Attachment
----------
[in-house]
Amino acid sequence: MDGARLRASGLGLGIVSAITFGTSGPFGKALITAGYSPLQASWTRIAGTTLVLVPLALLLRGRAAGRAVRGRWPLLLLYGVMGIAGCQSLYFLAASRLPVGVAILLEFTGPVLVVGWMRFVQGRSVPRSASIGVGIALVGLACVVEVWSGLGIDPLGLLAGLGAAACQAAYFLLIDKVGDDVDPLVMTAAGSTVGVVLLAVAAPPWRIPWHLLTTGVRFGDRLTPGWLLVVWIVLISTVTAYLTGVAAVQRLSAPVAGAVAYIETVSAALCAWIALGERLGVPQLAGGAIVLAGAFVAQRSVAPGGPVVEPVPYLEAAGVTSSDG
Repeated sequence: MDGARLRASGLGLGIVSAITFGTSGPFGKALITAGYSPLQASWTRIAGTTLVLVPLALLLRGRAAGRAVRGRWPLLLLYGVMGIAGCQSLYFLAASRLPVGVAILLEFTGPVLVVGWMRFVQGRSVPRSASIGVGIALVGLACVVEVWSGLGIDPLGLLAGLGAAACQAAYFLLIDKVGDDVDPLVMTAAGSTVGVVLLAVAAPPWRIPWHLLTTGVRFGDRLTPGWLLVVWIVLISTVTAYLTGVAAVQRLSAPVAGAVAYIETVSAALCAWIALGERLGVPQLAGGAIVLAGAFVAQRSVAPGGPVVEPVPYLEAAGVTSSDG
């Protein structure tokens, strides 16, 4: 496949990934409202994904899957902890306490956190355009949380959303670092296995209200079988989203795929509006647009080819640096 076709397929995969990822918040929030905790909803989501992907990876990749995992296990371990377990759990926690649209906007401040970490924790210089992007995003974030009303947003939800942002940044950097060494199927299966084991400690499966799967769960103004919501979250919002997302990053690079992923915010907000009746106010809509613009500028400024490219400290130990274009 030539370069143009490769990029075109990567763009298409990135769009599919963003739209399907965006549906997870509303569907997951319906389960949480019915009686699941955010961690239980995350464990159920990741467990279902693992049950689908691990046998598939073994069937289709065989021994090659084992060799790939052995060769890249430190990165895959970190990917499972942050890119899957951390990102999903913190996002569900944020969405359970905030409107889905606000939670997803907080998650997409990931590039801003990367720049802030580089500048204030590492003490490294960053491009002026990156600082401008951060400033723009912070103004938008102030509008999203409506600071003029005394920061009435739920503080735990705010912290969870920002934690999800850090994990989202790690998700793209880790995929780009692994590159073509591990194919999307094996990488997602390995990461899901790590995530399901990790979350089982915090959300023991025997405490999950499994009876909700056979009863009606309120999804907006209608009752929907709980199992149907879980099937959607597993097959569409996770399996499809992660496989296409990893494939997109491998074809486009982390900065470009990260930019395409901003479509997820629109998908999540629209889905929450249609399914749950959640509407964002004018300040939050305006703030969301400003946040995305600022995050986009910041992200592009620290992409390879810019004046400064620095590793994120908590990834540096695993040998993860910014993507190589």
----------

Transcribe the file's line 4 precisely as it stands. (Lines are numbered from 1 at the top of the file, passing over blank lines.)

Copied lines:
């Protein structure tokens, strides 16, 4: 496949990934409202994904899957902890306490956190355009949380959303670092296995209200079988989203795929509006647009080819640096 076709397929995969990822918040929030905790909803989501992907990876990749995992296990371990377990759990926690649209906007401040970490924790210089992007995003974030009303947003939800942002940044950097060494199927299966084991400690499966799967769960103004919501979250919002997302990053690079992923915010907000009746106010809509613009500028400024490219400290130990274009 030539370069143009490769990029075109990567763009298409990135769009599919963003739209399907965006549906997870509303569907997951319906389960949480019915009686699941955010961690239980995350464990159920990741467990279902693992049950689908691990046998598939073994069937289709065989021994090659084992060799790939052995060769890249430190990165895959970190990917499972942050890119899957951390990102999903913190996002569900944020969405359970905030409107889905606000939670997803907080998650997409990931590039801003990367720049802030580089500048204030590492003490490294960053491009002026990156600082401008951060400033723009912070103004938008102030509008999203409506600071003029005394920061009435739920503080735990705010912290969870920002934690999800850090994990989202790690998700793209880790995929780009692994590159073509591990194919999307094996990488997602390995990461899901790590995530399901990790979350089982915090959300023991025997405490999950499994009876909700056979009863009606309120999804907006209608009752929907709980199992149907879980099937959607597993097959569409996770399996499809992660496989296409990893494939997109491998074809486009982390900065470009990260930019395409901003479509997820629109998908999540629209889905929450249609399914749950959640509407964002004018300040939050305006703030969301400003946040995305600022995050986009910041992200592009620290992409390879810019004046400064620095590793994120908590990834540096695993040998993860910014993507190589």